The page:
There are three main legislative procedures[2] in the European Union, with the main difference between them being how the European Parliament interacts with the Council of the European Union. The European Union legislative procedure describes the way the European Union creates and enacts legislation across the community. ...

The codecision procedure is the main legislative procedure by which law can be adopted in the European Community, the first of the three pillars of the European Union. ... The assent procedure is one of the legislative procedures of the European Community, the 1st of the Three pillars of the European Union. ... The Consultation procedure is one of the legislative procedures of the European Community, the 1st of the three pillars of the European Union. ...

Precedence

It has been ruled several times by the European Court of Justice that EU law is superior to national laws, and even Member States' constitutions. Where a conflict arises between EU law and the law of a Member State, EU law takes precedence, so that the law of a Member State must be disapplied. This doctrine, known as the supremacy of EU law, emerged from the European Court of Justice in Costa v. ENEL.[7] Mr Costa was an Italian citizen opposed to nationalising the Italian energy company ENEL, because he had shares in it. He refused to pay his electricity bill in protest, and argued that nationalisation infringed EC law on the State distorting the market.[8] The Italian government believed that this was not even an issue that could be complained about by a private individual, since it was a national law decision to make. The Court ruled in favour of the government, because the relevant Treaty rule on an undistorted market was one on which the Commission alone could challenge the Italian government. As an individual, Mr Costa had no standing to challenge the decision, because that Treaty provision had no direct effect.[9] But on the logically prior issue of Mr Costa's ability to raise a point of EC law against a national government in legal proceeding before the courts in that Member State the ECJ disagreed with the Italian government. It ruled that EC law would not be effective if Mr Costa could not challenge national law on the basis of its alleged incompatibility with EC law. European Court of Justice building, Luxembourg The Court of Justice of the European Communities, usually called the European Court of Justice (ECJ), is the highest court of the European Union (EU). ... European Court of Justice building, Luxembourg The Court of Justice of the European Communities, usually called the European Court of Justice (ECJ), is the highest court of the European Union (EU). ...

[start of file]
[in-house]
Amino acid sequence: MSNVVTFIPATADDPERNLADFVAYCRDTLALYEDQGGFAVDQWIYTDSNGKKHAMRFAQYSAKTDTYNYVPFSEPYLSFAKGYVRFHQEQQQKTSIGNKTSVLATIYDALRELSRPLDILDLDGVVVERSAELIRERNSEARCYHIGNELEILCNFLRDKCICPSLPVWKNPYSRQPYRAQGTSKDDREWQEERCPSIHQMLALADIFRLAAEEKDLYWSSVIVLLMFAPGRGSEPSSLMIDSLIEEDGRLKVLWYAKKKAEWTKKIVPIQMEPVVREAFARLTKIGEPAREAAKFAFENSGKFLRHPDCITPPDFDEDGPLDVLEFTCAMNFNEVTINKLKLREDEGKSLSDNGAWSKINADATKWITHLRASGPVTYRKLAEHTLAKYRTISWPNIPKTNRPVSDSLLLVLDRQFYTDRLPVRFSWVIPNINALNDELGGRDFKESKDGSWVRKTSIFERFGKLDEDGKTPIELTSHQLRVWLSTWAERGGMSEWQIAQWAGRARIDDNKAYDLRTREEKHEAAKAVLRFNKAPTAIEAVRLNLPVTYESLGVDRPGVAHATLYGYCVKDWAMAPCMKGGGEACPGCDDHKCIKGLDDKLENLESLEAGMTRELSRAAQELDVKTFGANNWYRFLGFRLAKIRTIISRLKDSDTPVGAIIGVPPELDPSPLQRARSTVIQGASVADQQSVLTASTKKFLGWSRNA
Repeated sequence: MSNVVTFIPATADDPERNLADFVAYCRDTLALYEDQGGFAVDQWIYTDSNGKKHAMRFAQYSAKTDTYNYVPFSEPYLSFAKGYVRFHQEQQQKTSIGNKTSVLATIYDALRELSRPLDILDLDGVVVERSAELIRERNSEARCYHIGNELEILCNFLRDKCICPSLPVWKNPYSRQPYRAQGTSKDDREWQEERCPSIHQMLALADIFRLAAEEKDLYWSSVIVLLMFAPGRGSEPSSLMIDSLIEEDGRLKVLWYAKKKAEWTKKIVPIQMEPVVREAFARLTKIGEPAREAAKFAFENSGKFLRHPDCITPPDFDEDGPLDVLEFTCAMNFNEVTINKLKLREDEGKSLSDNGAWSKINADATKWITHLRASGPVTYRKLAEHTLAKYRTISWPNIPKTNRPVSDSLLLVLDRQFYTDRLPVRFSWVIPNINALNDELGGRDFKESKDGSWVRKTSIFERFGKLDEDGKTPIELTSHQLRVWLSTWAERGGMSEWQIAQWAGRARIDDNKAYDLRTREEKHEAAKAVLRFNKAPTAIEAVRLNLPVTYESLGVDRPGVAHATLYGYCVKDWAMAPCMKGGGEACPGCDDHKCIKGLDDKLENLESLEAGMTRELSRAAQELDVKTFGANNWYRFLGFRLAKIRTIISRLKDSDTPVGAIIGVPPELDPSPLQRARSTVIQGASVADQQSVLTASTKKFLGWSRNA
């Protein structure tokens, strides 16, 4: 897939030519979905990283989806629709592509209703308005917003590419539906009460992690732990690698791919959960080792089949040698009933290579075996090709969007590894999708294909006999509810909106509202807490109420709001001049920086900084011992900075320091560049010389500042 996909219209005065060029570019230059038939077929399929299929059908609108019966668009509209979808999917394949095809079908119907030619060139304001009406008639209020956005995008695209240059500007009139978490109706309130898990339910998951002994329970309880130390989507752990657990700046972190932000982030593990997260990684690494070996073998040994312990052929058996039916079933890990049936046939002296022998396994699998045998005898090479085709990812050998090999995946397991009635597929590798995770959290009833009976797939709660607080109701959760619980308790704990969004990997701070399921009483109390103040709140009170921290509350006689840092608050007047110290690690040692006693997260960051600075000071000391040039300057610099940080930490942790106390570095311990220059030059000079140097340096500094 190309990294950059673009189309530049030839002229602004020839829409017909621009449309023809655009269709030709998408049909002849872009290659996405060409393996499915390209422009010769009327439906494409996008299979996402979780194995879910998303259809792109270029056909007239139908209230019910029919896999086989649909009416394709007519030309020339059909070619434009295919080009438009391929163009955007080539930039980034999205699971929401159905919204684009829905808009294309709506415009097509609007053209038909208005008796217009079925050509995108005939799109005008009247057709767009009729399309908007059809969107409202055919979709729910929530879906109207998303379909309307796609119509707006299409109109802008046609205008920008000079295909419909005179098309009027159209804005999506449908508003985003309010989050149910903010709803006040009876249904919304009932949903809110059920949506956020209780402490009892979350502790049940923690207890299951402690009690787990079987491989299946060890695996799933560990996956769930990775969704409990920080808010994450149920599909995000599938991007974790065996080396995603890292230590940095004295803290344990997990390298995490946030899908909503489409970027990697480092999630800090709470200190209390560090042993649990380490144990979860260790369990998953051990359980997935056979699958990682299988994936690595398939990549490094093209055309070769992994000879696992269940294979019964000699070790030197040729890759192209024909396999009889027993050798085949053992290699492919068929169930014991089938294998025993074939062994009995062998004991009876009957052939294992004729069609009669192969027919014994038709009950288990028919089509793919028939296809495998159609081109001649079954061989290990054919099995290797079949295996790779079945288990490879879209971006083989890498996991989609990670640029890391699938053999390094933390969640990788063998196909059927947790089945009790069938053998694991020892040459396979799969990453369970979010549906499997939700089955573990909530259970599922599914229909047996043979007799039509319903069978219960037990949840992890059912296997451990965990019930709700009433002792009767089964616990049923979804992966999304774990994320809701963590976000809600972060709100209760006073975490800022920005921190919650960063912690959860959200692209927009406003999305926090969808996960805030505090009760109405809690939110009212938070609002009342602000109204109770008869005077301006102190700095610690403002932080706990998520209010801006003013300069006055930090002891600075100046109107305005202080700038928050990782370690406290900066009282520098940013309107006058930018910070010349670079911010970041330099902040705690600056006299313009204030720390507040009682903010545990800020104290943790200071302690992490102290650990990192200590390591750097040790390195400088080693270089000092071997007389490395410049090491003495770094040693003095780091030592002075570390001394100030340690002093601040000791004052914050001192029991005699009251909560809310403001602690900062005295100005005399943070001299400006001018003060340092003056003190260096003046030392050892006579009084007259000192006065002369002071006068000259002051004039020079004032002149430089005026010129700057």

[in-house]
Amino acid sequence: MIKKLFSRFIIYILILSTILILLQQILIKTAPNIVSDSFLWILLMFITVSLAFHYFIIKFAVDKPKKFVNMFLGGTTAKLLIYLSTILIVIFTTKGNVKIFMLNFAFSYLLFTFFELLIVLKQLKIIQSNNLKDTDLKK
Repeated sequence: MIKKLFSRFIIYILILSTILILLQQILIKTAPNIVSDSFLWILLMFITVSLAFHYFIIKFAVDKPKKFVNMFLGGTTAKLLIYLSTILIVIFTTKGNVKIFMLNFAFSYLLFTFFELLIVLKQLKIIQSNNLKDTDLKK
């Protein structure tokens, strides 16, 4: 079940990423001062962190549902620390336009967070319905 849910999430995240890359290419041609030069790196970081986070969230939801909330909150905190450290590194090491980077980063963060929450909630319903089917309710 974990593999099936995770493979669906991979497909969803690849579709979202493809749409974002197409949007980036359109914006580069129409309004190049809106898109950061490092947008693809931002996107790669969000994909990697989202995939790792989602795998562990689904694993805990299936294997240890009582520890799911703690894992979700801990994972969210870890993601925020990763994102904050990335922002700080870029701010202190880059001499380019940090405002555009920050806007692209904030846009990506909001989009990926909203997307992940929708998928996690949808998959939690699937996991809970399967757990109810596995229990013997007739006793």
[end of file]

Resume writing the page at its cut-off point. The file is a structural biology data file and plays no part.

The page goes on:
It follows from all these observations that the law stemming from the treaty, an independent source of law, could not, because of its special and original nature, be overridden by domestic legal provisions, however framed, without being deprived of its character as community law and without the legal basis of the community itself being called into question.[10]

However, while Community law is accepted as taking precedence to the law of Member States, not all Member States share the analysis used by the European institutions about why EU law overrides national law, when a conflict appears.[11]


Many countries' highest courts have stated that Community law takes precedence provided that it continues to respect fundamental constitutional principles of the Member State, the ultimate judge of which will be the Member State (more exactly, the court of that Member State), rather than the European Union institutions themselves[12] This reflects the idea that Member States remain the "Master of the Treaties", and the basis for EU law's effect. In other cases, countries write the precedence of Community law into their constitutions. For example, the Constitution of Ireland contains a clause that, '"No provision of this Constitution invalidates laws enacted, acts done or measures adopted by the State which are necessitated by the obligations of membership of the European Union or of the Communities..." The Constitution of Ireland is the founding legal document of the state known today as the Republic of Ireland. ...


Direct effect

Main article: Direct effect